In the 10 years of this magazine's existence the number of American skiers has doubled, rising from 2 million to the 4 million now poised for this season's rush to the slopes. Few sports have grown so explosively, and few have attracted so many Mittys with soaring thoughts of intrepid deeds. In his daydreams, the novice skier swoops magnificently down such precipitous slopes as Nosedive at Stowe, Vt. and High Rustler at Alta, Utah. In reality, he sideslips the hairier parts of trails just a little beyond his capacities and saves his flourishes for the easier sections.
But his dreams are not merely romantic nonsense. As noted in this issue (page 46), there are more good skiers today than was thought possible a decade ago. The old axiom that 90% of all skiers stop short of the expert's style of parallel skiing—and always will—no longer holds. This is true in no small part because techniques and teaching methods have improved beyond expectations.
We at SPORTS ILLUSTRATED have been fascinated by the battle of conflicting theorists for the knees, hips and shoulders of the recreational skier, and we have jumped into the fight from time to time. It was in 1957 that SPORTS ILLUSTRATED introduced a controversial new heresy from Austria as demonstrated by Willy Schaeffler, coach of Denver University's national ski champions. This system was promulgated by Austria's most influential skiing authority, Professor Stefan Kruckenhauser. It was called the shortswing, and it included the now-famous "comma" position and the so-called reverse shoulder. The shortswing skier in the traverse position pressed his knees sharply in toward the mountainside and twisted his upper body boldly downhill. This placed the body in an arc resembling a comma. Reverse shoulder meant that the skier, as he began a turn, twisted his uphill shoulder back in the direction opposite to that of the turn.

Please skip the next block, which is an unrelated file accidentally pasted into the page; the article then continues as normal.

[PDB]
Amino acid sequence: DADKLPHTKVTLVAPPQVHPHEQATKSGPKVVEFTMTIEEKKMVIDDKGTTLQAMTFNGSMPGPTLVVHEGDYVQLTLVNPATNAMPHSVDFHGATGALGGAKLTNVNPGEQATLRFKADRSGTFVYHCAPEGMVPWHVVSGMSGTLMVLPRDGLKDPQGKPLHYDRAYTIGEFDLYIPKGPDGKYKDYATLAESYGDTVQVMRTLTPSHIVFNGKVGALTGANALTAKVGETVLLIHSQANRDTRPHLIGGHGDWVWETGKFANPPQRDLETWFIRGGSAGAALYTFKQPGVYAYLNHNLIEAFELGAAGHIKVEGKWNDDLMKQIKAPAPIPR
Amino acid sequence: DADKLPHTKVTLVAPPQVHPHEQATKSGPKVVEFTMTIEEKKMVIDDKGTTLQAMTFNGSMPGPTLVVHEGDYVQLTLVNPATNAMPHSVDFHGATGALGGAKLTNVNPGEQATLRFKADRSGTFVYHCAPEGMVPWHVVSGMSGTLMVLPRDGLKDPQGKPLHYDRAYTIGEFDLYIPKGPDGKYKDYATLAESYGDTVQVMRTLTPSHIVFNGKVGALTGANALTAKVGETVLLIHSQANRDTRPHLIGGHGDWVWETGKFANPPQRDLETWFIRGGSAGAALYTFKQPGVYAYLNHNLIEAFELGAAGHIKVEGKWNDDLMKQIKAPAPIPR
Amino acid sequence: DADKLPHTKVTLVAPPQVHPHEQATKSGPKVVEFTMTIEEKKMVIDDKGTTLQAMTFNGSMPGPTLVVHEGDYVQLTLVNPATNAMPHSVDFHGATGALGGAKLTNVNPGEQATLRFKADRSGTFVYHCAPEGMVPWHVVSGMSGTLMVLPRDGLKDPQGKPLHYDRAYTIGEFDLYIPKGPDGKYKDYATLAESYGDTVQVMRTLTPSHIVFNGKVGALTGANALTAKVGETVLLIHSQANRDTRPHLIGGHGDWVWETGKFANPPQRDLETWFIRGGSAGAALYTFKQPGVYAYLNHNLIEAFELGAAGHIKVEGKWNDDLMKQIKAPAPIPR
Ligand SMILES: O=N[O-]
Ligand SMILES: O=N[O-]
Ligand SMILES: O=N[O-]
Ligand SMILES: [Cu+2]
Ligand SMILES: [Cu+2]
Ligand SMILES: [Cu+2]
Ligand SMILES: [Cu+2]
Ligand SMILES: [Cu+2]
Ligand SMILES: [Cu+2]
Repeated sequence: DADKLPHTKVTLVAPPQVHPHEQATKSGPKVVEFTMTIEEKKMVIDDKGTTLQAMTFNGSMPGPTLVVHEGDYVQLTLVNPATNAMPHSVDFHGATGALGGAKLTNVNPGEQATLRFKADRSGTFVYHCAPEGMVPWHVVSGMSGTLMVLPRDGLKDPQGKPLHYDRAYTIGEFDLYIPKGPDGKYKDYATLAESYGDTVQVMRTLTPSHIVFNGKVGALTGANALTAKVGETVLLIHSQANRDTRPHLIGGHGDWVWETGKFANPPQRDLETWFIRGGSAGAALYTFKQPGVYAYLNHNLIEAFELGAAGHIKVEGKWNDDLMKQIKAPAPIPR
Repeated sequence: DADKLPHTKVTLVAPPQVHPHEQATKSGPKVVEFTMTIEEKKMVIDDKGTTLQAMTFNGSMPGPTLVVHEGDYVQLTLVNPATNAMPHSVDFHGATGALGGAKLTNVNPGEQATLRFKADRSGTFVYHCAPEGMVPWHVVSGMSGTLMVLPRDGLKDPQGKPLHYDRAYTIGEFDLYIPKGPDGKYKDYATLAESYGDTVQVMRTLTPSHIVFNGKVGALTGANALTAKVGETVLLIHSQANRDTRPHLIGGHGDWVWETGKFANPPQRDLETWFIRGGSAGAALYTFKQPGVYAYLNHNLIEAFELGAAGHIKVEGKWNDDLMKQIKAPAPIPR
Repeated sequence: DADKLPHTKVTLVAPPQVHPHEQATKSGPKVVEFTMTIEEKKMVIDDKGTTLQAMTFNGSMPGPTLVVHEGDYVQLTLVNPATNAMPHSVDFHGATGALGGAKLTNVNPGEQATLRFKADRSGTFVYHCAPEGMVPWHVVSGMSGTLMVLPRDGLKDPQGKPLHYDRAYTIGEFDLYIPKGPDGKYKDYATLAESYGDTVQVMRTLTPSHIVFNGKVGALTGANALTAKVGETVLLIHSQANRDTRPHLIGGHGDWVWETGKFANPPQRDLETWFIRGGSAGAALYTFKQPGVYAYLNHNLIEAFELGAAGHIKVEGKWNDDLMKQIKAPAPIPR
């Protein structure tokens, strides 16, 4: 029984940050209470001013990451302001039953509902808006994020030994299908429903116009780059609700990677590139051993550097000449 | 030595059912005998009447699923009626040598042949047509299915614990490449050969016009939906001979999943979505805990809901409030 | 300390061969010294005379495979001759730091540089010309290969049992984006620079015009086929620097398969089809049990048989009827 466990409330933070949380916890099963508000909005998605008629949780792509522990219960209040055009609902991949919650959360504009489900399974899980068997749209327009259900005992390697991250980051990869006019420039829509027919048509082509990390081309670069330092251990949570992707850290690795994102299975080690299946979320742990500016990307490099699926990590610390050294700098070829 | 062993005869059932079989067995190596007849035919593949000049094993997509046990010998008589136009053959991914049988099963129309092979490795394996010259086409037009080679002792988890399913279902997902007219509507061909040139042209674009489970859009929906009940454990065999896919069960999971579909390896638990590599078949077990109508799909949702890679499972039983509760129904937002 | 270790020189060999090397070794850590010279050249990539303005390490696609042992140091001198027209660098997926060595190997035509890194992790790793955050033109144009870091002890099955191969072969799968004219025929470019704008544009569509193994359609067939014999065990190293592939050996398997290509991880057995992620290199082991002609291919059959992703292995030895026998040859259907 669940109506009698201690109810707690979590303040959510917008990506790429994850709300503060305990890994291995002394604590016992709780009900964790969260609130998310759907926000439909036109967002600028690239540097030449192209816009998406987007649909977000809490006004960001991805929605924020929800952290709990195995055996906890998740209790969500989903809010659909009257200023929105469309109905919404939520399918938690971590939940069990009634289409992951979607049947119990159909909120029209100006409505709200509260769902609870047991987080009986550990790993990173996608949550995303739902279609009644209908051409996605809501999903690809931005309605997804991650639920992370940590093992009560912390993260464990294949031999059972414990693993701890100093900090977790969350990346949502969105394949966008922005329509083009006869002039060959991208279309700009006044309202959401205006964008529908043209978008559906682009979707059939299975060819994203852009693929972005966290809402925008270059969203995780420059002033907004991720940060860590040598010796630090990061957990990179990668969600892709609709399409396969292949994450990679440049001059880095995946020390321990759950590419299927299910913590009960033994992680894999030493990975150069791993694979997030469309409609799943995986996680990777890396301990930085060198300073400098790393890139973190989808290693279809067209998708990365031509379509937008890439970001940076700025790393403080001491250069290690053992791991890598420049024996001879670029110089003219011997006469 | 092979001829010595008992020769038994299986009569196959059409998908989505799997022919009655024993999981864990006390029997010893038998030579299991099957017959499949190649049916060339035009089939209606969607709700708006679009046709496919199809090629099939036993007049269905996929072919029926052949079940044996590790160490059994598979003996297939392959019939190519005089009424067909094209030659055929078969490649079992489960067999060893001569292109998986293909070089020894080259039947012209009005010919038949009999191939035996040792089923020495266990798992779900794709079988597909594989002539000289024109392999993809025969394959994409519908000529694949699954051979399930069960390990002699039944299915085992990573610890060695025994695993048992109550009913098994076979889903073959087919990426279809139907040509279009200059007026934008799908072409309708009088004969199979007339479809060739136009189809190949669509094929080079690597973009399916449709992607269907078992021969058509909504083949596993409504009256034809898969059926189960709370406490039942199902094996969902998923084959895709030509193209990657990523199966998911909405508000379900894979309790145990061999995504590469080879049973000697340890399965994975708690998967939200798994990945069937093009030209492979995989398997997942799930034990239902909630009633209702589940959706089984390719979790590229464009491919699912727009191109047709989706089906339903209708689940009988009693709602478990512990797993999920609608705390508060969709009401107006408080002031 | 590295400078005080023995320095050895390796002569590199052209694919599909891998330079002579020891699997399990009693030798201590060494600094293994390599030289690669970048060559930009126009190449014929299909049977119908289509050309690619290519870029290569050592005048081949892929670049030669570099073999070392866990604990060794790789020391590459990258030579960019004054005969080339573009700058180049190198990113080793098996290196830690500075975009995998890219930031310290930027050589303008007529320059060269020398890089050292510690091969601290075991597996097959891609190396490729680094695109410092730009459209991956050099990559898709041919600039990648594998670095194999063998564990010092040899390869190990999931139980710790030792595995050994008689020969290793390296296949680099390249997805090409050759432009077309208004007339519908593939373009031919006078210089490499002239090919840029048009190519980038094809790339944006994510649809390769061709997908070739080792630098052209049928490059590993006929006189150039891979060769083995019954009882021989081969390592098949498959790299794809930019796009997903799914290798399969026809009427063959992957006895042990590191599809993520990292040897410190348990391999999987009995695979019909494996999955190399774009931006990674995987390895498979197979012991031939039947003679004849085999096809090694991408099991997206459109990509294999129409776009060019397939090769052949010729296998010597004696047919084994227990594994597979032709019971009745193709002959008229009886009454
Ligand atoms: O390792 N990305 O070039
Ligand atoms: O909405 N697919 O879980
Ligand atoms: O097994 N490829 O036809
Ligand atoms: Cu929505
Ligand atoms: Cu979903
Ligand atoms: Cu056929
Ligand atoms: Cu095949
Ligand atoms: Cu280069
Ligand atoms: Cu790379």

Many a winter's snow had melted since the birth of skiing's first turning technique, the Norwegian Telemark. Then, in the '20s, came the Hannes Schneider Arlberg crouch and the turn called a stem, in which the tail of one ski was brushed out, or stemmed, to begin a turn. This method also included a forceful thrust with the uphill shoulder and, indeed, the entire upper body, in the direction of the turn. That move was known as rotation.
After Schneider came France's racing skier, Emile Allais, with a style in which the skis were kept together—parallel, as they say—and the Arlberg crouch was discarded for a more upright stance. Rotation was retained. Against Allais and the vogue he enjoyed, jealous Austria countered with a modified Arlberg system, with more emphasis on parallel and a taller stance. Still rotation endured.
American skiers were rather chaotically divided among old Arlberg, new Arlberg, Allaisian and a number of personal styles different from all three when Kruckenhauser punctuated the strife with his comma. Kruckenhauser met vigorous opposition to his concept of the reverse shoulder—also called counter-rotation—and that opposition is by no means dead. But in the battle of the teaching slopes, Kruckenhauser has won. The extremes of his bodily positions have been much modified, but in most of their essentials the Austrian's theories are the heart of today's so-called American system. This takes the student from the snowplow through the still-popular stem turns and on to parallel, in which the skis behave much as they did for Allais, but the upper body, with reverse shoulder, looks sharply different.
Some aspects of American parallel are illustrated in this issue, dedicated to the proposition that skiing Mittys are not as Mittyesque as they might think. They may never make it down the new International racing trail at Vail (page 52) except supine on a ski patrolman's toboggan, but their prospects of learning to keep their skis together and skiing parallel on fairly challenging slopes are the best ever.